Shooting a Shoe Commercial in Quarantine with the Sigma fp

One by one, the calls came in at the end of February. Solid bookings were put on standby. Shoots were pushed by a week, a month, and indefinitely. SXSW was cancelled. NAB was cancelled. It became clear in the first week of March that a calendar our company had securely populated with gigs was going to be clear for the foreseeable future. Concerts, live events, pilots, commercials-everything cancelled. It was time to rethink everything and find fast solutions. Luckily, I own the gear needed to make a shoot happen, a decision snickered at by many a crew member on various loading docks. 

In addition, I am self-quarantined with my wife and business partner, so despair didn’t linger long at our door. We let everyone who had a project we were connected to know that we were still able to create content, if they were up to figuring it out together. 

Despite ad agencies’ reluctance to spend in uncertain times, all around the country, consumers are ingesting more digital content than they did before lockdown. Not everyone wants to lose that time in front of the eyes of the quarantined. Luckily, our friends at Helium Films felt the same. Owner, Thierry Denis, had reached out to me a few weeks prior to the shutdown with the goal of filming a shoe commercial for Merino Shoes, a company known for their comfy classic sneakers that keep feet warm in the winter and cool in the summer — a trick made possible by the power of merino wool.

The plan had been to have a full crew that could move with dancers and actors wearing the shoes in various environments to complete two different campaigns. With that plan fully out of the range of possibility, Thierry shot a few storyboards on his phone at home and asked if we wouldn’t mind also being the talent.

I expressed my initial concern with all of this, and I confess that I was not as optimistic as Rin, at least to start. For one, we had to deliver spots with dancing, I am not a dancer. The other spots featured feet hiking through the great outdoors and 90% of the parks and beaches in our area are closed for good reason. I also had to temper my initially lofty goals for the cinematography of the campaigns as a whole, which well, bummed me out more than a little.  Yet, Thierry was confident we would come away with content valuable for the client, and I knew Rin and I would at minimum give them higher production value than they expected. We have shot a number of music videos where there were only two of us… we just didn’t have to also be in front of the camera. Luckily, my wife really delights in problem solving.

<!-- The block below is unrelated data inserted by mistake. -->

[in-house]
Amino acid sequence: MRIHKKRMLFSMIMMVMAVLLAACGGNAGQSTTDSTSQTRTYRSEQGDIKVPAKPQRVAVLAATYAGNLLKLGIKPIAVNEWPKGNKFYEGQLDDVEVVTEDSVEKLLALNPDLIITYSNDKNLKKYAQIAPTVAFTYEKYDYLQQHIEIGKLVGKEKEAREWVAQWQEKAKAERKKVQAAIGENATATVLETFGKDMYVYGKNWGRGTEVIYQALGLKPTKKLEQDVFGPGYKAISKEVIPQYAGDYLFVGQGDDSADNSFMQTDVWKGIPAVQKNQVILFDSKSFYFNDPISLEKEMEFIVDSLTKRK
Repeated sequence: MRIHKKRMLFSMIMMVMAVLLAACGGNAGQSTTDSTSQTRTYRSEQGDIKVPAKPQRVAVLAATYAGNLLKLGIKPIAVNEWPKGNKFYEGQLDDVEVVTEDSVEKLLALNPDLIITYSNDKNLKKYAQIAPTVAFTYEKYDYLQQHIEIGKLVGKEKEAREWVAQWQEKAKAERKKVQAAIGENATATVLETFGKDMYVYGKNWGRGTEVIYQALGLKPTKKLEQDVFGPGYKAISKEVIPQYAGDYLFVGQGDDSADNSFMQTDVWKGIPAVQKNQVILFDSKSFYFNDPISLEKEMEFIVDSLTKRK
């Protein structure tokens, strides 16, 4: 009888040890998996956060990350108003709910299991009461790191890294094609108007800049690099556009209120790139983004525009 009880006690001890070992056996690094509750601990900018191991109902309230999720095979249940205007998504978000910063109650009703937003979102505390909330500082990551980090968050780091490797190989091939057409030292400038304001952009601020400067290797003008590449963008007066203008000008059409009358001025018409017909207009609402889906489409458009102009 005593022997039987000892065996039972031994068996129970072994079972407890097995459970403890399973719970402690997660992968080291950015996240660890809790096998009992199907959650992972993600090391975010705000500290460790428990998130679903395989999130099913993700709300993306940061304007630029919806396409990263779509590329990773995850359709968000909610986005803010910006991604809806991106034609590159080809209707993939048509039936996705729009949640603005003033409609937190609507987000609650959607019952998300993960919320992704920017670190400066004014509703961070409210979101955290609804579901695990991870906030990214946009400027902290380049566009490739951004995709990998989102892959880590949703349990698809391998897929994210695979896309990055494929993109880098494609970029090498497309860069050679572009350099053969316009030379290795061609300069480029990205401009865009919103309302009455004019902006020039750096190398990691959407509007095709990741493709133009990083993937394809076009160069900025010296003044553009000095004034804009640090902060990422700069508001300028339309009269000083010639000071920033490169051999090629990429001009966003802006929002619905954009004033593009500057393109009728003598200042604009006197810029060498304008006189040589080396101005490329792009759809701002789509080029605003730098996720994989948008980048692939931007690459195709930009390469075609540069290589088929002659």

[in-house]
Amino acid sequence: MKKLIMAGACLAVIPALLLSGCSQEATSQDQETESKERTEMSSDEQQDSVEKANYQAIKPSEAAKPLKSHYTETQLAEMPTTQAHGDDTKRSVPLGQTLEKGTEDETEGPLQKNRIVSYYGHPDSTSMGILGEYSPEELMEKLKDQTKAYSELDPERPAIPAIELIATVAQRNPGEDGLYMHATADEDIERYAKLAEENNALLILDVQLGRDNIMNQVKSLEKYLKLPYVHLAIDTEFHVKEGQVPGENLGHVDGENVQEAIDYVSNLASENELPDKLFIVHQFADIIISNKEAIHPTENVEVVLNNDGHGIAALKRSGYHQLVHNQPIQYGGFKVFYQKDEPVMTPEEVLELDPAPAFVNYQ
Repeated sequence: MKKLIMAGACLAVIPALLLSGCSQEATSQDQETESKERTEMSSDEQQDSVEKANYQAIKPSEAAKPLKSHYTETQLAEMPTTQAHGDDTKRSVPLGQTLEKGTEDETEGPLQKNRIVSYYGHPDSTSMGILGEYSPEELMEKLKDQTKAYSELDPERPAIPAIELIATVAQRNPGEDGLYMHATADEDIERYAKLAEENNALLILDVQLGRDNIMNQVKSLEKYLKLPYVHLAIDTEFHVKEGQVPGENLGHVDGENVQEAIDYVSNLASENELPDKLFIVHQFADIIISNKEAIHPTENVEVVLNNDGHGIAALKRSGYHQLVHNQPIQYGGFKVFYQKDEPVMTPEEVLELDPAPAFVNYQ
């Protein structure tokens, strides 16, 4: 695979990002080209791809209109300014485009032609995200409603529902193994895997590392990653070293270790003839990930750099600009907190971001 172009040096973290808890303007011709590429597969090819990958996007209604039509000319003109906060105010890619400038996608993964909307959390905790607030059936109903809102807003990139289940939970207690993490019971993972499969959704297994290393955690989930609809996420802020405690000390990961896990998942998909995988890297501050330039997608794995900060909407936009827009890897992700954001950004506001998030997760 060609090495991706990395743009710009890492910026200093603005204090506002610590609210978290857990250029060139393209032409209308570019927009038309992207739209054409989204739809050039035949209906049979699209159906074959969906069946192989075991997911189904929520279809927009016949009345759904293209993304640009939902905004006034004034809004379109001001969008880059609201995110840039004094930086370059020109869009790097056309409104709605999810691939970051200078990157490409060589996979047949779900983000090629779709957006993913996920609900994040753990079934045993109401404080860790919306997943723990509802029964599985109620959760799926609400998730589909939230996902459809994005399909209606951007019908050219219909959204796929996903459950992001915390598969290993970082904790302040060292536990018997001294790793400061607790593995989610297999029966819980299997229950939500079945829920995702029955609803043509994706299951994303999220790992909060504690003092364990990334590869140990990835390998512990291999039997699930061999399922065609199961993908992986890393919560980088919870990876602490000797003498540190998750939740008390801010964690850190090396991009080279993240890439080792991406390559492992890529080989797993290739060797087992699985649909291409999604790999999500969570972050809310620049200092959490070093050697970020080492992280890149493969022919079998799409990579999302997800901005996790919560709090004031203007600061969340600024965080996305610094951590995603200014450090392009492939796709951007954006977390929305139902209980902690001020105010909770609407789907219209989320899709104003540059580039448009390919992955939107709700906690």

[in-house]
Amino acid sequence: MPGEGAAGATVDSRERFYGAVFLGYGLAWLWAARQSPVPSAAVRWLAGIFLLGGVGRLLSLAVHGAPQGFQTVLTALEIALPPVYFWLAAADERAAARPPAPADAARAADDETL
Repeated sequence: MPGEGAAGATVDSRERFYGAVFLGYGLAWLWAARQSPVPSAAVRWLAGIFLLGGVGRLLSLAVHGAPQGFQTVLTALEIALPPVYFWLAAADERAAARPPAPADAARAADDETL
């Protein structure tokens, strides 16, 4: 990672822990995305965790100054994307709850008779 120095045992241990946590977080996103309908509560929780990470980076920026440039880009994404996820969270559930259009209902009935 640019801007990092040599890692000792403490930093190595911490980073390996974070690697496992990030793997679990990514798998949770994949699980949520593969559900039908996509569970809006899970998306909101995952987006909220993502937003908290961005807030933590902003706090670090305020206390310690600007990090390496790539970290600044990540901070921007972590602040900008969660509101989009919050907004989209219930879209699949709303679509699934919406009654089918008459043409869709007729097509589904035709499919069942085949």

“I often find parameters, which first present themselves as restricting, spark the most creative results.  Whether the crew is 4 or 40 (or in this case:  2), the conversation is typically: How are we going to accomplish x with only this and that? Lots of ways! Lots of what ways? Well, let’s look.” – Rin Ehlers Sheldon

Before, I could even say, “Do you think we could even–” Rin was throwing out idea after idea- What if we built a lego park? “I could paint a backdrop! What about that awesome tree out front that’s growing sort of sideways?” We promptly “scouted” within the confines of our row of light blue townhouses and settled on a few useful locations:

  1. A parking space that was sometimes empty with a stone wall, a wooden fence and a rusty bike.
  2. An old magnolia fig tree over the community mailbox that requires a little climbing and which always provides ample shade.
  3. “That tree that’s growing sort of sideways.”
  4. The path in front of our laundry room. 
  5. Our patio cleared on one side and rearranged into the best set we could manage.
  6. Our driveway.